Patient chief concerns come in waves. Lately I’ve been seeing a number of patients for chronic vertigo and dizziness.

The Vestibular System and Dizziness 

The labyrinth of your inner ear senses where you are in space, and transmits this information to the cranial nerve in your ear (the vestibulocochlear nerve). This nerve sends signals to your eyes to help keep you appropriately oriented in space. The vestibular system also communicates with your cerebellum, the back part of your brain, which tells your spinal cord how to control your muscles in response to the signals it receives. 

An imbalance anywhere in the vestibular system can result in dizziness. Therefore, a full workup of dizziness will include a referral to an ENT doctor and a neurologist. Vertigo that comes on suddenly should be worked up by a cardiologist.

Assuming these workups are negative, though, here are some other possible causes I’ve seen.

  • Adrenal fatigue. The fluid inside the inner ear is dependent upon the appropriate balance of electrolytes (positively and negatively charged ions). Because the adrenals produce a hormone called aldosterone which affects blood volume and electrolytes, adrenal fatigue often presents with orthostatic hypotension (or that feeling that the room goes dark when you stand up too quickly). Sometimes this also causes dizziness.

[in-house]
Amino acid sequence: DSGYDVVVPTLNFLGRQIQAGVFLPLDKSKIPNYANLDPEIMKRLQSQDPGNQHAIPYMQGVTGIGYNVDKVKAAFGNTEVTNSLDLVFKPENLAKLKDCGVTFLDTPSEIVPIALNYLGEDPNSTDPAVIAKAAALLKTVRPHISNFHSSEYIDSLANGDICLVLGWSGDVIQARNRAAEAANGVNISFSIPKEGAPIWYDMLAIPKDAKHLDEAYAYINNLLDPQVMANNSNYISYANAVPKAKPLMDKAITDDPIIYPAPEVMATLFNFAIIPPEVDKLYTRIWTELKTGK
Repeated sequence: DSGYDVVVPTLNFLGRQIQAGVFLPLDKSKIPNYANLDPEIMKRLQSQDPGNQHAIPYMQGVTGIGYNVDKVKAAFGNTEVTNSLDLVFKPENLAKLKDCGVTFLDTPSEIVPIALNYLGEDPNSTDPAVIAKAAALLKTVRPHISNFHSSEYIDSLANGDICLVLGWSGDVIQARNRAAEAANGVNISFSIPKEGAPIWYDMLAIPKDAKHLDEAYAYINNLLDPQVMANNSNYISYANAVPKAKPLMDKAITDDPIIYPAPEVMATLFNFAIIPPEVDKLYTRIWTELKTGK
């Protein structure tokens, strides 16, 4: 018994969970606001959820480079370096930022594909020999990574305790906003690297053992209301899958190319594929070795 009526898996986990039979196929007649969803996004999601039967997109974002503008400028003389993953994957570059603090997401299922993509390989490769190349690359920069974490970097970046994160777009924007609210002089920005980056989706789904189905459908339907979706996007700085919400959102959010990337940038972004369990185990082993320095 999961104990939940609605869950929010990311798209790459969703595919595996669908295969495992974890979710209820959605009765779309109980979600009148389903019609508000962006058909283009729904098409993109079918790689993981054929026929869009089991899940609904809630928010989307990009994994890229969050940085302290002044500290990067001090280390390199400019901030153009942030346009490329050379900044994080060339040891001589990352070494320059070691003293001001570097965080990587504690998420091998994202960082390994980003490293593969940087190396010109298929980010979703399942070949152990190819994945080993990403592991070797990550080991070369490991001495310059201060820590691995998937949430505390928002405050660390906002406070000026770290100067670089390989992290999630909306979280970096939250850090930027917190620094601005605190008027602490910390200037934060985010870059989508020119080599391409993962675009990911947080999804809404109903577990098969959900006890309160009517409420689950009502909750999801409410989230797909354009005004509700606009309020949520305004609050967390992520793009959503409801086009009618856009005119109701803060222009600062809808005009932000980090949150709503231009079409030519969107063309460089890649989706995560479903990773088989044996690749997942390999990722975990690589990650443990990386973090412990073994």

• Dehydration. Again, electrolytes are crucial to the inner ear apparatus, and the vast majority of us don’t drink enough water (especially in Arizona). Make sure you get half your body weight in ounces daily.
  • Hypoglycemia. Often the blood sugar roller coaster (which may be secondary to candida overgrowth or to diabetes) can make you not just shaky and irritable, but lightheaded, and sometimes dizzy.
  • Labyrinthitis. Technically the word just means inflammation of the inner ear, and a referral to the ENT should uncover it. It can occur as a result of a viral or bacterial infection, a head injury, or as a side effect of certain medications.
  • POTS (Postural Orthostatic Tachycardia Syndrome). This one came to my attention recently; it’s a disorder of the autonomic nervous system, and it’s more or less a diagnosis of exclusion. However, it appears to be mediated by low aldosterone, and often occurs concurrently with Chronic Fatigue Syndrome.
  • Anxiety. This one is tricky, because anxiety can be secondary to adrenal fatigue, labyrinthitis, or POTS… or you might be anxious because you’re dizzy! But if you know the anxiety came first, this may be a physical manifestation of it.

I always prefer to find a root cause whenever possible. But if all else fails, I’ve found that several cases of refractory dizziness resolve with a well-chosen homeopathic remedy

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